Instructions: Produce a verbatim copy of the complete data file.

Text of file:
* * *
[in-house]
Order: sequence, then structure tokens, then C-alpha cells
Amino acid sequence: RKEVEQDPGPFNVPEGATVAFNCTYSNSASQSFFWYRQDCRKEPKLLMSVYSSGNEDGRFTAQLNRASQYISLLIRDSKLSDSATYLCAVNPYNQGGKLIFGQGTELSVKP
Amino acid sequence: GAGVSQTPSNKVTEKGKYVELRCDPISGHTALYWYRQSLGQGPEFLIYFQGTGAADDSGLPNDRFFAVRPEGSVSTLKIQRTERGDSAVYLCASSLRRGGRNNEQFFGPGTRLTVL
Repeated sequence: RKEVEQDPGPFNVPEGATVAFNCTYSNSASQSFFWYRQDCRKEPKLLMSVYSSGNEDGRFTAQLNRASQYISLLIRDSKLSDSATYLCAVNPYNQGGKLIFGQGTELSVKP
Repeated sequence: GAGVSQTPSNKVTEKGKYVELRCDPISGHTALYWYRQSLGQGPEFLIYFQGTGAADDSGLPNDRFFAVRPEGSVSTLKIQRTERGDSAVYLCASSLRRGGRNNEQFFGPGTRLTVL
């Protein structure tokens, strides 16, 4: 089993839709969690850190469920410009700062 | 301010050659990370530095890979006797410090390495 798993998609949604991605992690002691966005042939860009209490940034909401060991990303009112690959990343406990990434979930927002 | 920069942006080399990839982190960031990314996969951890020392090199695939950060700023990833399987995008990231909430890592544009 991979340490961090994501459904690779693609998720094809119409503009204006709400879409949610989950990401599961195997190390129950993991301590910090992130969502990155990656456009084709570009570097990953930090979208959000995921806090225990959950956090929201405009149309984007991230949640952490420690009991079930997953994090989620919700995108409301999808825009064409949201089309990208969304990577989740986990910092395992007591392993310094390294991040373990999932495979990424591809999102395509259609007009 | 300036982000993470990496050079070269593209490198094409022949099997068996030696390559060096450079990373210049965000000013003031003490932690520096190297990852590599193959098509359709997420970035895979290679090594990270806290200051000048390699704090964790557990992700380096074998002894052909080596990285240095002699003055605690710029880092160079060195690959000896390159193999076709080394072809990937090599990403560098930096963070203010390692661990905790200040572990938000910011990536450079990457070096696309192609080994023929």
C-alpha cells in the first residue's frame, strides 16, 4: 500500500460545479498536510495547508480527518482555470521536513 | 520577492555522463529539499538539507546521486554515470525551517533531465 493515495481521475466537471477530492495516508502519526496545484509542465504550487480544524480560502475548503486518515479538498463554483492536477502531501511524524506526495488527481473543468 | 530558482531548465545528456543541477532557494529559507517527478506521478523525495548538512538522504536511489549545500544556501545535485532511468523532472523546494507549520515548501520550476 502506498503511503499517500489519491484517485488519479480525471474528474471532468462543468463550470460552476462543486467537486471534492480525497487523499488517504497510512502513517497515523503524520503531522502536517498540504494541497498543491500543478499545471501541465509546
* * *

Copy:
[in-house]
Order: sequence, then structure tokens, then C-alpha cells
Amino acid sequence: RKEVEQDPGPFNVPEGATVAFNCTYSNSASQSFFWYRQDCRKEPKLLMSVYSSGNEDGRFTAQLNRASQYISLLIRDSKLSDSATYLCAVNPYNQGGKLIFGQGTELSVKP
Amino acid sequence: GAGVSQTPSNKVTEKGKYVELRCDPISGHTALYWYRQSLGQGPEFLIYFQGTGAADDSGLPNDRFFAVRPEGSVSTLKIQRTERGDSAVYLCASSLRRGGRNNEQFFGPGTRLTVL
Repeated sequence: RKEVEQDPGPFNVPEGATVAFNCTYSNSASQSFFWYRQDCRKEPKLLMSVYSSGNEDGRFTAQLNRASQYISLLIRDSKLSDSATYLCAVNPYNQGGKLIFGQGTELSVKP
Repeated sequence: GAGVSQTPSNKVTEKGKYVELRCDPISGHTALYWYRQSLGQGPEFLIYFQGTGAADDSGLPNDRFFAVRPEGSVSTLKIQRTERGDSAVYLCASSLRRGGRNNEQFFGPGTRLTVL
């Protein structure tokens, strides 16, 4: 089993839709969690850190469920410009700062 | 301010050659990370530095890979006797410090390495 798993998609949604991605992690002691966005042939860009209490940034909401060991990303009112690959990343406990990434979930927002 | 920069942006080399990839982190960031990314996969951890020392090199695939950060700023990833399987995008990231909430890592544009 991979340490961090994501459904690779693609998720094809119409503009204006709400879409949610989950990401599961195997190390129950993991301590910090992130969502990155990656456009084709570009570097990953930090979208959000995921806090225990959950956090929201405009149309984007991230949640952490420690009991079930997953994090989620919700995108409301999808825009064409949201089309990208969304990577989740986990910092395992007591392993310094390294991040373990999932495979990424591809999102395509259609007009 | 300036982000993470990496050079070269593209490198094409022949099997068996030696390559060096450079990373210049965000000013003031003490932690520096190297990852590599193959098509359709997420970035895979290679090594990270806290200051000048390699704090964790557990992700380096074998002894052909080596990285240095002699003055605690710029880092160079060195690959000896390159193999076709080394072809990937090599990403560098930096963070203010390692661990905790200040572990938000910011990536450079990457070096696309192609080994023929």
C-alpha cells in the first residue's frame, strides 16, 4: 500500500460545479498536510495547508480527518482555470521536513 | 520577492555522463529539499538539507546521486554515470525551517533531465 493515495481521475466537471477530492495516508502519526496545484509542465504550487480544524480560502475548503486518515479538498463554483492536477502531501511524524506526495488527481473543468 | 530558482531548465545528456543541477532557494529559507517527478506521478523525495548538512538522504536511489549545500544556501545535485532511468523532472523546494507549520515548501520550476 502506498503511503499517500489519491484517485488519479480525471474528474471532468462543468463550470460552476462543486467537486471534492480525497487523499488517504497510512502513517497515523503524520503531522502536517498540504494541497498543491500543478499545471501541465509546